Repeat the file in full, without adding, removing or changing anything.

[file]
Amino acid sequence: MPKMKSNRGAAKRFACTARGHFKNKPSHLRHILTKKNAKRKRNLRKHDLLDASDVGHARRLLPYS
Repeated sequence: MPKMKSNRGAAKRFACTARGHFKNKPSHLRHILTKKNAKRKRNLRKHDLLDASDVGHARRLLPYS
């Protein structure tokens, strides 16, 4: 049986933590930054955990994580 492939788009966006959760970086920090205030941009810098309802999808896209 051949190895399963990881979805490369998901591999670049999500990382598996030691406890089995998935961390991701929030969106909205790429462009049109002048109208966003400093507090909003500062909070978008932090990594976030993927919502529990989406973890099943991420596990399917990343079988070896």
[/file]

Amino acid sequence: MPKMKSNRGAAKRFACTARGHFKNKPSHLRHILTKKNAKRKRNLRKHDLLDASDVGHARRLLPYS
Repeated sequence: MPKMKSNRGAAKRFACTARGHFKNKPSHLRHILTKKNAKRKRNLRKHDLLDASDVGHARRLLPYS
């Protein structure tokens, strides 16, 4: 049986933590930054955990994580 492939788009966006959760970086920090205030941009810098309802999808896209 051949190895399963990881979805490369998901591999670049999500990382598996030691406890089995998935961390991701929030969106909205790429462009049109002048109208966003400093507090909003500062909070978008932090990594976030993927919502529990989406973890099943991420596990399917990343079988070896």